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04 June 2015

Combating corruption in the forestry sector focus of INTERPOL training in Malaysia

KUALA LUMPUR, Malaysia – Anti-corruption investigators and forestry law enforcement officials from across Southeast Asia have gathered in Malaysia to strengthen collaboration and investigative skills, to more effectively fight corruption in the forestry sector.

The 11th INTERPOL Global Programme on Anti-Corruption, Financial Crimes and Asset Recovery was organized by INTERPOL’s Anti-Corruption and Financial Crimes and Environmental Security units, in coordination with the Malaysian Anti-Corruption Commission and Malaysian Anti-Corruption Academy. The five-day (1-5 June) training event has brought together 27 participants from eight countries to learn techniques to investigate and mitigate corruption and financial crimes derived from illegal logging in the region.

The training course enables participants to exchange best practices in the detection, investigation and prosecution of corrupt acts related to illegal logging and the illicit timber trade. It also serves to encourage collaboration between countries’ anti-corruption units and forestry departments on investigations. 

“All countries must be united in combating all forms of crimes, including corruption and crimes against the environment. We share a collective responsibility to prevent these crimes from threatening the security of our citizens. When comes to fighting corruption, prevention is always better than cure,” said Tan Sri Dr. Abu Kassim bin Mohamed, Chief Commissioner of the Malaysian Anti-Corruption Commission.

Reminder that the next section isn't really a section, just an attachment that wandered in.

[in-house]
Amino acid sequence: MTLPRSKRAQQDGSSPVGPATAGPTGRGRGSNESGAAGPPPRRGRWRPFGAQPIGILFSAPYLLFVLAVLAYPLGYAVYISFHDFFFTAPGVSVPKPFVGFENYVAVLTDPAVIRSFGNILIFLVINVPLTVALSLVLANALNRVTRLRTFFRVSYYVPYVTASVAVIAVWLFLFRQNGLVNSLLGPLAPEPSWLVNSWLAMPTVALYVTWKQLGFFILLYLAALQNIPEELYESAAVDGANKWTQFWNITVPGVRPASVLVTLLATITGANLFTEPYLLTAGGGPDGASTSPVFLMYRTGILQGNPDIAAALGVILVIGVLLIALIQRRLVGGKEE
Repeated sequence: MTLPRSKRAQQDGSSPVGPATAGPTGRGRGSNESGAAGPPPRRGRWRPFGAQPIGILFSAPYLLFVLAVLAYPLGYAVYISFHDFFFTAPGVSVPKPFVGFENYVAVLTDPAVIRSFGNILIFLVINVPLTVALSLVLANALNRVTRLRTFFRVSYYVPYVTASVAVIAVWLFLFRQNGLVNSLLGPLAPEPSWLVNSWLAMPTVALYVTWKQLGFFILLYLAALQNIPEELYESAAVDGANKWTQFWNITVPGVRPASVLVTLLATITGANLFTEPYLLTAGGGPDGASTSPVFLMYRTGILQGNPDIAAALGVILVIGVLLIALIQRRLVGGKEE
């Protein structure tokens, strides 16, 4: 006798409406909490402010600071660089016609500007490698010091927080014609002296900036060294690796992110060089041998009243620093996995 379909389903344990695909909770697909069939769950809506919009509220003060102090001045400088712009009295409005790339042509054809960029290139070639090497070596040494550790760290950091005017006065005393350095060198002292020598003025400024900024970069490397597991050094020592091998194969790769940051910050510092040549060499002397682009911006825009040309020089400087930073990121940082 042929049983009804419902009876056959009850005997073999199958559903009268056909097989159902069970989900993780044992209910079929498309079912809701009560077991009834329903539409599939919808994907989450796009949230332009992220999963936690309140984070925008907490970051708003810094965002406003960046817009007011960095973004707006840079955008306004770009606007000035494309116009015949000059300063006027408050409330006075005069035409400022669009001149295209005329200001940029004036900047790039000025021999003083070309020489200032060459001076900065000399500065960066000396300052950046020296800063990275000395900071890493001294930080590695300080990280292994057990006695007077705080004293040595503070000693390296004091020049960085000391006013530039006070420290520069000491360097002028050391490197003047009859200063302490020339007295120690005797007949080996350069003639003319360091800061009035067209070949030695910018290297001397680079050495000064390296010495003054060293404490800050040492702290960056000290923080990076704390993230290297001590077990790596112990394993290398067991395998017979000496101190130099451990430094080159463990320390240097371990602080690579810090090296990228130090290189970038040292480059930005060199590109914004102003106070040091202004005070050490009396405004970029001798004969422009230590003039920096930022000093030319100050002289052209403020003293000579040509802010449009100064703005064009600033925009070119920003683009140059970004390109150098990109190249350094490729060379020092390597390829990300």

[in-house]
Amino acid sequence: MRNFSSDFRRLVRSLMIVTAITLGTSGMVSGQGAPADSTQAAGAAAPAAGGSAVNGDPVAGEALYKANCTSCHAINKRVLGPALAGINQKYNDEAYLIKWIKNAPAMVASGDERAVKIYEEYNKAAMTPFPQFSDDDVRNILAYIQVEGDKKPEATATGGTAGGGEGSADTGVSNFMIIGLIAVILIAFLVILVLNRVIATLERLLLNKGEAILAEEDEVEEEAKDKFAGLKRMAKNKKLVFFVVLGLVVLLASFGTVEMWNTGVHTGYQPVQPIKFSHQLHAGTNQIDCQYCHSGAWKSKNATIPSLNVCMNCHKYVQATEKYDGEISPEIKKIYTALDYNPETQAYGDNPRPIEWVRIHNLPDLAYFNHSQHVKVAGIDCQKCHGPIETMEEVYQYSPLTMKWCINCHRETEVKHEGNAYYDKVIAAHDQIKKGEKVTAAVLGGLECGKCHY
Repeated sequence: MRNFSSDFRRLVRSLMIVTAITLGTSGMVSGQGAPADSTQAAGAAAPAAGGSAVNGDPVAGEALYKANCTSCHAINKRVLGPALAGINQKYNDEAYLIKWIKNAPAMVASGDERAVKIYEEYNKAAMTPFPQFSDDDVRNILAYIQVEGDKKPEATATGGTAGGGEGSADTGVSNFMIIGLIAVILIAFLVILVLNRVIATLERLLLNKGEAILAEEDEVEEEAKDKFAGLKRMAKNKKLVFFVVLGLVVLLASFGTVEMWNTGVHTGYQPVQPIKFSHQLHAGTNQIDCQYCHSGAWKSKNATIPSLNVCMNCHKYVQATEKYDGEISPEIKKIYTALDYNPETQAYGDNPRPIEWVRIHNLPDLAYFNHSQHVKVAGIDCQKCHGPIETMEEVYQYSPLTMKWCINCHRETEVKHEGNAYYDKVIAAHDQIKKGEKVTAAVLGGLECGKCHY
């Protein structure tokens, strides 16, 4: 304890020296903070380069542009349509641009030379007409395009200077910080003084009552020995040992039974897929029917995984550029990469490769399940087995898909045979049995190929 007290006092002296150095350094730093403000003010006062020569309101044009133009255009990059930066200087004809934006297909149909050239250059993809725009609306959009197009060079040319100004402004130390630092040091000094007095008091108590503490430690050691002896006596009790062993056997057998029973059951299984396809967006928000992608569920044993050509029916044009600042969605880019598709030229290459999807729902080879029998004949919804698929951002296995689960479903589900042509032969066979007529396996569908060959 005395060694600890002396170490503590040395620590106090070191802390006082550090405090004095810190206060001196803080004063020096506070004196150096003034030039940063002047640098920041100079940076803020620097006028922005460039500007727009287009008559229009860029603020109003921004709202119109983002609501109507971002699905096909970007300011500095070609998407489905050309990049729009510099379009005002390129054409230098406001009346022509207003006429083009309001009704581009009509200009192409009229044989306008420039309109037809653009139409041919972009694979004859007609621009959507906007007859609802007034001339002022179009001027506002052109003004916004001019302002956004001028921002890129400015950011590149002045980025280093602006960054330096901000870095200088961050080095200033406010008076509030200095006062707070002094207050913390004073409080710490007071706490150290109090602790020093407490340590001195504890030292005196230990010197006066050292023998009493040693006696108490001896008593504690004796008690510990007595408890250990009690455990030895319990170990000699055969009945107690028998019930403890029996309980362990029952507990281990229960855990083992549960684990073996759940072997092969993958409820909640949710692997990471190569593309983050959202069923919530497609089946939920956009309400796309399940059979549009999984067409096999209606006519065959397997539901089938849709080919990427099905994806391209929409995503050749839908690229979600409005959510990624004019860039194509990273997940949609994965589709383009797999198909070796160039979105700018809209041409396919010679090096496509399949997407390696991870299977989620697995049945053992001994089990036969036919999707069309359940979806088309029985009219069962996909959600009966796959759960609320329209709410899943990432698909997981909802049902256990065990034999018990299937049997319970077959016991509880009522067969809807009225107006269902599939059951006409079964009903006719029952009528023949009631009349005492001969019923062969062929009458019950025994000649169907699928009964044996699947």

Addressing the participants, Stanley Ude, Criminal Intelligence Officer with INTERPOL’s Anti-Corruption and Financial Crimes unit, urged participants to work together to chart the way in fighting corruption in Southeast Asia.

“Corruption in the forestry sector undermines not only the profitability and sustainability of the world’s forest resources, but also weakens countries’ broader forest governance systems,” he said.

Additional topics to be discussed include the abuse of public office; forestry governance and integrity; reducing corruption in procurement and contracting; lifestyle audits; anti-corruption investigations using digital and mobile forensics; and the role of INTERPOL in supporting international asset recovery.

The training event is part of INTERPOL’s Anti-Corruption and Financial Crimes programmes, conducted in collaboration with INTERPOL’s Project Leaf (Law Enforcement Assistance for Forests), an initiative to combat illegal logging worldwide funded by the Norwegian Agency for Development Cooperation.

Participants are from Cambodia, Indonesia, Malaysia, Myanmar, Papua New Guinea, Philippines, Thailand and Vietnam.